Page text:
I recently read a story about Fred - an average hardworking guy who made just enough to pay the bills. One summer the head of his company invited him and the other employees to a huge party at his home and while there, they had an opportunity to tour the house. Although, the palatial house and the equally impressive estate on which it sat seemed way beyond Fred’s reach, he was in awe and a little envious of the luxurious comfort in which his boss lived. Images of the house kept floating through his head. The spacious living room, bordered on one side with a huge window looking over an irregular shaped pool with a cascading waterfall, gave the effect of a lakeside villa. Fred equally admired the way the house was tastefully decorated with expensive furniture and ornaments.
As Fred compared his lifestyle to his boss’ he became despondent and began to wonder why some people had everything while others scraped through life with the bare necessities. As he pondered this injustice it dawned on him that he had no need to be unhappy. He surmised that he could in fact enjoy the lifestyle that his boss was living. Within an hour he could drive to the lake and enjoy a more picturesque view than his boss could ever enjoy from his window. And although his home was far more modest than his boss’, he certainly enjoyed tasty, nutritious meals and slept in a comfortable bed. As Fred continued to make the comparison between himself and the man he envied he discovered that he was not too bad off, and in that moment became grateful for what he had.
Abundance and lack exist simultaneously
We’ve all visited that place that Fred found himself, acutely aware of all that is wrong in our lives and oblivious to the goodness that is ever present. As Sarah Ban Breathnach said, “When we choose not to focus on what is missing from our lives but are grateful for the abundance that's present - love, health, family, friends, work, the joys of nature and personal pursuits that bring us pleasure present - the wasteland of illusion falls away and we experience heaven on earth. ” This doesn’t mean that the things that are lacking in your life suddenly show up. What I know for sure is that as you focus on your problems and the things you don’t have or haven’t done, you magnify them and, therefore, remain where you are. The universal law of attraction dictates that whatever you focus on, whether positive or negative, grows.
Avoid bitterness or complacency
Fred chose not to remain bitter about his circumstances. He found that he had several things in his life for which he could be grateful. Notwithstanding, he decided that he wouldn’t be complacent either, but rather that he would become happily discontented. He was happy for the good things in life but discontented to stay where he was because he recognized that he had the ability and potential to do better. With his new found attitude of gratitude, Fred began to think in terms of self improvement. He began to set more challenging goals and saw himself as more successful and prosperous. In time his employer noticed the “new Fred” and gave him several promotions. Eventually he became the Vice President of the company and now lives in a very fine home himself.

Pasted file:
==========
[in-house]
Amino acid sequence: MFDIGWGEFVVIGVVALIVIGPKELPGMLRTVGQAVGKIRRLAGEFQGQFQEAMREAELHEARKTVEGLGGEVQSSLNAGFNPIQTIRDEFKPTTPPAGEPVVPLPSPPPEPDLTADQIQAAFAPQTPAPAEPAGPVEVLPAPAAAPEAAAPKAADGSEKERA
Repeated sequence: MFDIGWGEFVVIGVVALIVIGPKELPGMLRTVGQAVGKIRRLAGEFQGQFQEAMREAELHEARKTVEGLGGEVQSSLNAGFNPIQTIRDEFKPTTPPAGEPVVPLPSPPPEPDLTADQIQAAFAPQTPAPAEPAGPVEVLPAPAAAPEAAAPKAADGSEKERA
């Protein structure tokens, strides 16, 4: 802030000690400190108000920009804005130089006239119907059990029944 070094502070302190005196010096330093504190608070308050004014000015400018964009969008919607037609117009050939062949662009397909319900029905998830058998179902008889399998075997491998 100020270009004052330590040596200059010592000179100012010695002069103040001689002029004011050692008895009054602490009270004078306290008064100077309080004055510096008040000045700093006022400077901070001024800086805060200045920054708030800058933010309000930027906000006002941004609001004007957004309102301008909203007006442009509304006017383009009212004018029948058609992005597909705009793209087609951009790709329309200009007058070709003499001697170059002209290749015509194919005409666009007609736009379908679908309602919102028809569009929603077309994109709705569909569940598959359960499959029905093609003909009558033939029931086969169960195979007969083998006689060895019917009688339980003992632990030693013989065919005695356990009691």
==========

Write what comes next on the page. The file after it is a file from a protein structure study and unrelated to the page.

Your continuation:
Aceptance vs. resignation
To begin a journey of improvement in all areas of your life you must first accept your current situation. Please note: ACCEPTANCE not RESIGNATION. To resign yourself to your current situation means that you have determined that there is no hope for improvement. To accept it means that you acknowledge that this is your starting point. Acceptance means that you do as Fred did and take responsibility for your current situation; as this empowers you to make the necessary changes to improve your circumstances. An unwillingness to accept things as they are leads you to blame someone or something else, rendering you powerless to change it. It is impossible to change that which you do not accept responsibility for.
“The seeds of discouragement cannot take root in a grateful heart” Joel Osteen said. Becoming happily discontented is a mindset which you must develop. It is expressing gratitude for all your blessings while remaining alert for the opportunities and ideas as to how they can be improved. In the end, you improve not only your life, but positively impact someone else’s as well.
Keep on Pushing!
Devon Harris is a member of the original Jamaican Bobsled Team and three time Winter Olympian. He is currently a Motivational Speaker, Workshop Facilitator and Author of the children’s book, Yes, I Can!. To hire Devon to speak at your next event or to purchase a copy of his book, visit his website at http://www.devonharrislive.com